I googled it and all I got was how to transfer files from one domain to another domain.

Say I have two PCs, one running windows server 2008 and the other running Windows 7, they're connected via a LAN, and they're part of the same domain.

How do you send a file from one PC to the other?

Why the heck isn't there some simple function where you right click a file and select send?

  • 1
    Via a UNC share name or mapped drive. e.g. From Server1 you connect to the "Documents" share on "Client1" via the path \\Client1\Documents May 29, 2017 at 17:41
  • That question explain how to make the file shareable not how the other computer will get it.
    – User104163
    May 29, 2017 at 18:58

1 Answer 1


With the computers in the same LAN and Domain, it's pretty easy.

  1. Share a folder on the destination system using Right mouse-click -> Share with... (or Properties -> Sharing - for more advanced options).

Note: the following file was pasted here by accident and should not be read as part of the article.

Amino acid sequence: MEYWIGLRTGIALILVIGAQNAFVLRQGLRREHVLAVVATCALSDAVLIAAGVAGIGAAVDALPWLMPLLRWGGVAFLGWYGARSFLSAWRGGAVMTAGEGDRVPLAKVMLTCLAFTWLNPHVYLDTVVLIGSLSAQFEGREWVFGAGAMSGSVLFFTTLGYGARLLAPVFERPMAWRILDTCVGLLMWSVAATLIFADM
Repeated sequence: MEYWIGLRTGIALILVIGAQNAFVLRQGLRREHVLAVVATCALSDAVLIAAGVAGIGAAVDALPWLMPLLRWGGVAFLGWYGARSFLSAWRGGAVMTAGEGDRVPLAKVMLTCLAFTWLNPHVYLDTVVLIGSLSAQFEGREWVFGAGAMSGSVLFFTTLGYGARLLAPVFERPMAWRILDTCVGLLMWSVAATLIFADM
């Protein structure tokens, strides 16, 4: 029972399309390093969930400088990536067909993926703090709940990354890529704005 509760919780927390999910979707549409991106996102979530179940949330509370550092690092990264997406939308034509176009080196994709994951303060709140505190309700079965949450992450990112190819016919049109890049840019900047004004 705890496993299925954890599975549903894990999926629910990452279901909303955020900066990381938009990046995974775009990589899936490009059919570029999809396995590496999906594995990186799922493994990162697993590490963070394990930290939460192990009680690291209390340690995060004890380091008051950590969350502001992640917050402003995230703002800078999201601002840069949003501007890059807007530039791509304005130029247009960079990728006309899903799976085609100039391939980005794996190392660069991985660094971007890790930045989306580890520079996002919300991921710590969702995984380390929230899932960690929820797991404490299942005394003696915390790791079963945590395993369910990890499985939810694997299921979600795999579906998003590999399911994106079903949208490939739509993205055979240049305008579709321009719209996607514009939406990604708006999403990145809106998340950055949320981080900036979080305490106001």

2. Connect to that folder from the source system. I like to just do:


For instance Start -> Run -> \\Q7D opened this window: Shared folders on network host Q7D

You will see the shared folder and can open it or map a drive letter to it.

Then use a command line copy or drag and drop to copy the file.

If you have a drive letter mapped to a shared folder you can use Right Click on a file and Send to.enter image description here

  • I got the first step. But I don't understand the second one. What's "DESTINATION-SYSTEM-NAME" and is there a simpler way to get the file without using RUN and CMD?
    – User104163
    May 29, 2017 at 18:57
  • DESTINATION-SYSTEM-NAME is the hostname (computer name) of the destination system. For instance one of mine is called Q7D so Start -> Run -> \\Q7D opens a window showing the shared folders on that system. You may be able to see the system from the Network icon in the left side of explorer windows.
    – lcbrevard
    May 30, 2017 at 15:39
  • Added screenshot showing system "Q7D" in my network with its shares. This is displayed either with the Start -> Run -> \\Q7D command OR by browsing the Network as shown on the left side.
    – lcbrevard
    May 30, 2017 at 15:46

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